Thursday, October 20, 2011

Being Nijinski

Time poverty is great. You don’t have time to think. You just have to run and throw yourself into 14 degree water, no toe dipping, no hand swishing. You just ride like the wind, find the spot, rest your bike up against the rocks, put your towel on the sand and in you go. I’ve never been like that before. But there I am, in. And the great thing is, because it’s October and because of the arctic temperature, nobody is around to hear you squeal like a girl and gasp embarrassingly. You don’t have to act elegant. You don’t have to worry that anyone’s watching you in your ridiculous bikini composed of an old bra and pair of tatty jocks. It’s too mad for anyone else to swim and that’s perfect. The beach is yours. Just a few buoys and a tanker passing in the distance. Perhaps a pilot boat. A black lighthouse to your left, a white lighthouse to the right. Some kelp around your thigh. It's excellent. I dive in again and it’s so cold my feet throb. I would never have done this before. My mother did it all the time and now I understand. There’s no time to waste.
And in the water your pelvis is new, no memory of the 9 pounder, you’re free, you’re Nijinski in the Rite of Spring, hopping, dancing spastically, warding off hypothermia, making weird sounds, just yourself: a complete and utter idiot. It’s fantastic. You’re a fish. You twirl your toes into the sand. You are Nijinski, you can feel him, feel what it might be like to be him, it feels magnificent - I wonder – is it more fun to be Nijinski alone in an impromptu bathing suit in the icy post-winter waters of Point Lonsdale or to actually be Nijinski. I often wonder that because sometimes when you get or become the thing you wanted it’s not as much fun as when you were imagining being it. I’m so glad I can imagine. It would really help in prison.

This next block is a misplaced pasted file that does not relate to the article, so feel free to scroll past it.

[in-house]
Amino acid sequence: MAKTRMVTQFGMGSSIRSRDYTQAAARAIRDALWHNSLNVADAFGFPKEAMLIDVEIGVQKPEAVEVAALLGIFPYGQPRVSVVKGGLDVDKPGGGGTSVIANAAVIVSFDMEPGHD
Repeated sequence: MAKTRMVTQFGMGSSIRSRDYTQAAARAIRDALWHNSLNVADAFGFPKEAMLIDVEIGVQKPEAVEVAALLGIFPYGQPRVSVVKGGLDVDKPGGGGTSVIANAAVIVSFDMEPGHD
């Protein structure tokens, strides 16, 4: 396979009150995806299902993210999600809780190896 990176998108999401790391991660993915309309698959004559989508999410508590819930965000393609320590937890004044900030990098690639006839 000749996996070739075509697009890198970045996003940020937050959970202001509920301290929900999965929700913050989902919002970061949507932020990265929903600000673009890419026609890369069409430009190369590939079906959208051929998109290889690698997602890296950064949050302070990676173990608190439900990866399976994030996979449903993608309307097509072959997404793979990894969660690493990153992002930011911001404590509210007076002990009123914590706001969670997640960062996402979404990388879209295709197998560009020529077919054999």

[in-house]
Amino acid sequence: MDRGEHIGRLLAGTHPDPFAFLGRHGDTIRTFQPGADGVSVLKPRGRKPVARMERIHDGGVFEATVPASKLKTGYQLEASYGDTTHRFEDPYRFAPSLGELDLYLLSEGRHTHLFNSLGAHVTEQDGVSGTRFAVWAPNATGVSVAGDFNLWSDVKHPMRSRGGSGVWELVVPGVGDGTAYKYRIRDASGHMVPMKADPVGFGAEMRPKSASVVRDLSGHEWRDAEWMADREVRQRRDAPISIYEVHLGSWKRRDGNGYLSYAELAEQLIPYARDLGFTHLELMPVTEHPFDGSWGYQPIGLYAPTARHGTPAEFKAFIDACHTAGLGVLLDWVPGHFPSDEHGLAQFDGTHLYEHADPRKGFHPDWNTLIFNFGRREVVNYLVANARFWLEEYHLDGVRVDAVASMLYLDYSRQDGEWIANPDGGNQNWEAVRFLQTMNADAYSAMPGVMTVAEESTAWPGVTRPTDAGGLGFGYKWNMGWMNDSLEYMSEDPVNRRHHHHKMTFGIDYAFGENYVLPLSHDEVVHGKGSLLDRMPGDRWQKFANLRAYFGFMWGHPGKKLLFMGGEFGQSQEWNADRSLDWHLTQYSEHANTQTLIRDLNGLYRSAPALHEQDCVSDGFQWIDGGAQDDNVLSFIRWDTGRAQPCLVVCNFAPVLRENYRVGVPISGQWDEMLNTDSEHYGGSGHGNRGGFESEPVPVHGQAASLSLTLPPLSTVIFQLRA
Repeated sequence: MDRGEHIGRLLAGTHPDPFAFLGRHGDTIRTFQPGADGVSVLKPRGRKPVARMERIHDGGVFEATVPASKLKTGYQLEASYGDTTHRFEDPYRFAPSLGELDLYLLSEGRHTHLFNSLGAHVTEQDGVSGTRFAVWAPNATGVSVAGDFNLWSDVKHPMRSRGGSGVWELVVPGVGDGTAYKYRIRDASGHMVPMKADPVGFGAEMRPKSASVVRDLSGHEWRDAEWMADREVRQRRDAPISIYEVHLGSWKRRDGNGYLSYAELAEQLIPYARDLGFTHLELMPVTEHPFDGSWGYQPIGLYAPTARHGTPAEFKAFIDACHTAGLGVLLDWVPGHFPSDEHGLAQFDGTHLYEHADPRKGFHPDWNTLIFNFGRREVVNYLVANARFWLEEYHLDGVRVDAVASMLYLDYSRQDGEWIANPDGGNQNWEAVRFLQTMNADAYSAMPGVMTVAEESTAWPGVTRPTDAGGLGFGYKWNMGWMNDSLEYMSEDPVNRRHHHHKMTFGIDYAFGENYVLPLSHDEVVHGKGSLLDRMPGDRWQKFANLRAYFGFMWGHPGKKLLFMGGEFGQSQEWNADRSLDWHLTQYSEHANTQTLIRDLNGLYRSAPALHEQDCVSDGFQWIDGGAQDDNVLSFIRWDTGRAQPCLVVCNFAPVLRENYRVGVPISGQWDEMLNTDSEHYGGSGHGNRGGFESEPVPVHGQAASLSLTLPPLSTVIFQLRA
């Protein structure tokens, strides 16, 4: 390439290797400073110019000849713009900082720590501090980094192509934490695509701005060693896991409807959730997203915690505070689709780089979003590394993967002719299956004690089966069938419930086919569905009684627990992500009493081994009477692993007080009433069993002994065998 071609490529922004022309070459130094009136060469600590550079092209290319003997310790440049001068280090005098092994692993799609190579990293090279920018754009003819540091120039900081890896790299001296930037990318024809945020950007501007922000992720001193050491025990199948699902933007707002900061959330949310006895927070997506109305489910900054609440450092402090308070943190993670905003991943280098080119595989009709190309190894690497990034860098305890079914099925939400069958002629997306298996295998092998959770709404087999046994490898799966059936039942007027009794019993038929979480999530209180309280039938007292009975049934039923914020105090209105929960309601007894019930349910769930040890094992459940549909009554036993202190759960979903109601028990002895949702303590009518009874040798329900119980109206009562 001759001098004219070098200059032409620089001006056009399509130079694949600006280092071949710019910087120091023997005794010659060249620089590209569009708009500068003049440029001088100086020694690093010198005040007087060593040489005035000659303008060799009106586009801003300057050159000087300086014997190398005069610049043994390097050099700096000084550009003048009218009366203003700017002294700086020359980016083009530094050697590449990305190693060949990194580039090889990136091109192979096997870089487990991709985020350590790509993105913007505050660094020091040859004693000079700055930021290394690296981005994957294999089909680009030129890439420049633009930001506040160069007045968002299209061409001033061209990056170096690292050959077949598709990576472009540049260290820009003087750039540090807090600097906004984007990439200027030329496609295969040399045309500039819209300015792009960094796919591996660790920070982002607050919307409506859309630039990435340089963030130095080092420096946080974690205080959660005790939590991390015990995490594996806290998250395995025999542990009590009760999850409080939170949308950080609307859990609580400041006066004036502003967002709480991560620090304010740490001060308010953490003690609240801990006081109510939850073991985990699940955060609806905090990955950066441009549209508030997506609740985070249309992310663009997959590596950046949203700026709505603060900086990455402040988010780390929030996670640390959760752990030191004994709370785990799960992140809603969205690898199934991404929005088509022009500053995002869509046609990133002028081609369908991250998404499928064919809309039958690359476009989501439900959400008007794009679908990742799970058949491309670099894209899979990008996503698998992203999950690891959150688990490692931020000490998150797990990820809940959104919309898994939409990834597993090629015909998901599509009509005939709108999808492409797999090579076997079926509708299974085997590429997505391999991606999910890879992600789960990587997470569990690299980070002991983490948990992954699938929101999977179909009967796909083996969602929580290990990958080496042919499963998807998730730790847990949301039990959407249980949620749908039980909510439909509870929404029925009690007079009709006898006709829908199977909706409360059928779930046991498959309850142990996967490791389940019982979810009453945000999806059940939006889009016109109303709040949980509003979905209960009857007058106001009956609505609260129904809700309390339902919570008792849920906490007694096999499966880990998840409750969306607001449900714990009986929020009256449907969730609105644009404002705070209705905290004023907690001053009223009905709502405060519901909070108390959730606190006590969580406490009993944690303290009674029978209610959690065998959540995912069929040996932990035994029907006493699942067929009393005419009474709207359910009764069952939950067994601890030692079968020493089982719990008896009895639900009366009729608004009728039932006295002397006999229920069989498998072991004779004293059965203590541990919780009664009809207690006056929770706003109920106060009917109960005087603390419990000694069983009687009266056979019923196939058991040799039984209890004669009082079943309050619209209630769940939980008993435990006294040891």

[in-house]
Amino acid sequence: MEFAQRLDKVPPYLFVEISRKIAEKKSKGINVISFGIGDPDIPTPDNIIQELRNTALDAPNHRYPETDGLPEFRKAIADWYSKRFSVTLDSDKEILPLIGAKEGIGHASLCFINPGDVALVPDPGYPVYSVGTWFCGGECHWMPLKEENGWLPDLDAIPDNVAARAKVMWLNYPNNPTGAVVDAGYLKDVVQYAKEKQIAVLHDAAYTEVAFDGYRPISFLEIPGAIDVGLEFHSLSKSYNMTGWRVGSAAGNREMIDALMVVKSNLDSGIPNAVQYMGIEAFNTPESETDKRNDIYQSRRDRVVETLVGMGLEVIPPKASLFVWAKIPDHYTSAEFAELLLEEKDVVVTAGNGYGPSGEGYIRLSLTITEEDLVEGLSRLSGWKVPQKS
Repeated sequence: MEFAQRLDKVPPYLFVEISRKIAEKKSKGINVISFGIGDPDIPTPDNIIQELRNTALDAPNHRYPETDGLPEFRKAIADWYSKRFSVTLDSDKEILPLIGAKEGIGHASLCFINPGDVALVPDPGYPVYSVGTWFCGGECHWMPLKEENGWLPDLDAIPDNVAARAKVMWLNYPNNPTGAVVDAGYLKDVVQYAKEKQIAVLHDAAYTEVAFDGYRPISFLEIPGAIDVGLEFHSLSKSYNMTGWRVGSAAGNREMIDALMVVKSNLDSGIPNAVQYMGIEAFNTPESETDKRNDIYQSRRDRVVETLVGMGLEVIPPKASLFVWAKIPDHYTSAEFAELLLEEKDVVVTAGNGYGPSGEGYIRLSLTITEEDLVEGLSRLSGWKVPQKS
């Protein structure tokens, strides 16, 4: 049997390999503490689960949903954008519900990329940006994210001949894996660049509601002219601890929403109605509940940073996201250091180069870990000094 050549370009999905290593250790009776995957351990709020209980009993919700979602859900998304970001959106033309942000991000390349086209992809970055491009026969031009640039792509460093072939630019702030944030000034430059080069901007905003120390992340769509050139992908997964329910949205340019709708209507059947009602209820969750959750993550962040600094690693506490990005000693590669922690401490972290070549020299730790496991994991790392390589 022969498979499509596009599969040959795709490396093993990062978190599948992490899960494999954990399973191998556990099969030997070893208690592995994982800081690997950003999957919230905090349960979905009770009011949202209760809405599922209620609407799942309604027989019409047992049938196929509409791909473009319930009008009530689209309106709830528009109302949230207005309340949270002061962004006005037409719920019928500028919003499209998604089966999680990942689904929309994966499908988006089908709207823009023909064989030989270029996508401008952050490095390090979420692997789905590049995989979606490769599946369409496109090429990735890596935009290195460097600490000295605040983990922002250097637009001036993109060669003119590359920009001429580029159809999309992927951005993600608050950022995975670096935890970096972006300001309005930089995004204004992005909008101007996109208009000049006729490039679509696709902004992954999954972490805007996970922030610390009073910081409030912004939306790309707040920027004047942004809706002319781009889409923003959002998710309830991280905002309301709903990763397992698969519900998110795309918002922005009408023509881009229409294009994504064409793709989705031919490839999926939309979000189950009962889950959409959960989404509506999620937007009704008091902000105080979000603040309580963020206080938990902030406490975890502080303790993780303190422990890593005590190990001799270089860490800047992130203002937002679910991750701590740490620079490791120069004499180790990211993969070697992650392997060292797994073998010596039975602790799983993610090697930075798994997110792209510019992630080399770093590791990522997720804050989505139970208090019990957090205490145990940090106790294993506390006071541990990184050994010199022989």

The swim was quick and good and I did it and wasn’t scared and felt all bold and got back on my bike and when I rode past the cemetery I really had a feeling of rubbing shoulders with mum. She would approve of the plunging in. I’m not sure what she’d think of the wild splashing and dancing though, she’d have been far more elegant. She would probably laugh about Nijinsky and say I was nuts. But one thing’s for sure, if I couldn’t imagine her and the things she might say and do I would certainly go insane.  

Leon Bakst 'Nijinski in the Afternoon of a Faun'

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